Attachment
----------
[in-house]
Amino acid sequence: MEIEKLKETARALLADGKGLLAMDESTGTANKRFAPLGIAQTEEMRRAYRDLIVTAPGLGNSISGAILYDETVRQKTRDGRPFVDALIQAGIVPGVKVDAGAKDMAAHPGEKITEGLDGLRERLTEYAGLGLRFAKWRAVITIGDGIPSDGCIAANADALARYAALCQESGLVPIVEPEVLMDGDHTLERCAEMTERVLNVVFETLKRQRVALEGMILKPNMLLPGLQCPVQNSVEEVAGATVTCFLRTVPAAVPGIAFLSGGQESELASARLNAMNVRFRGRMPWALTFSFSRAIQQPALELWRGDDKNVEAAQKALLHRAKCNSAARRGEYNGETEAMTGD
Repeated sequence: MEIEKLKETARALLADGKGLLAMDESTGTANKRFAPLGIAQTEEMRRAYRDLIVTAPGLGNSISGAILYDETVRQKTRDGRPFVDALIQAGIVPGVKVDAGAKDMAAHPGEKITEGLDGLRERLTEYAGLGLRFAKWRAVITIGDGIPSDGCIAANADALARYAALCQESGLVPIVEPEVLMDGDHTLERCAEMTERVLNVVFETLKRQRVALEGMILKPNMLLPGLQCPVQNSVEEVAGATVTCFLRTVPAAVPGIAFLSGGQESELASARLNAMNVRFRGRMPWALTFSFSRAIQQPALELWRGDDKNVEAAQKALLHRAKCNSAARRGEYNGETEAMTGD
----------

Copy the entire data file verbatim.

[in-house]
Amino acid sequence: MEIEKLKETARALLADGKGLLAMDESTGTANKRFAPLGIAQTEEMRRAYRDLIVTAPGLGNSISGAILYDETVRQKTRDGRPFVDALIQAGIVPGVKVDAGAKDMAAHPGEKITEGLDGLRERLTEYAGLGLRFAKWRAVITIGDGIPSDGCIAANADALARYAALCQESGLVPIVEPEVLMDGDHTLERCAEMTERVLNVVFETLKRQRVALEGMILKPNMLLPGLQCPVQNSVEEVAGATVTCFLRTVPAAVPGIAFLSGGQESELASARLNAMNVRFRGRMPWALTFSFSRAIQQPALELWRGDDKNVEAAQKALLHRAKCNSAARRGEYNGETEAMTGD
Repeated sequence: MEIEKLKETARALLADGKGLLAMDESTGTANKRFAPLGIAQTEEMRRAYRDLIVTAPGLGNSISGAILYDETVRQKTRDGRPFVDALIQAGIVPGVKVDAGAKDMAAHPGEKITEGLDGLRERLTEYAGLGLRFAKWRAVITIGDGIPSDGCIAANADALARYAALCQESGLVPIVEPEVLMDGDHTLERCAEMTERVLNVVFETLKRQRVALEGMILKPNMLLPGLQCPVQNSVEEVAGATVTCFLRTVPAAVPGIAFLSGGQESELASARLNAMNVRFRGRMPWALTFSFSRAIQQPALELWRGDDKNVEAAQKALLHRAKCNSAARRGEYNGETEAMTGD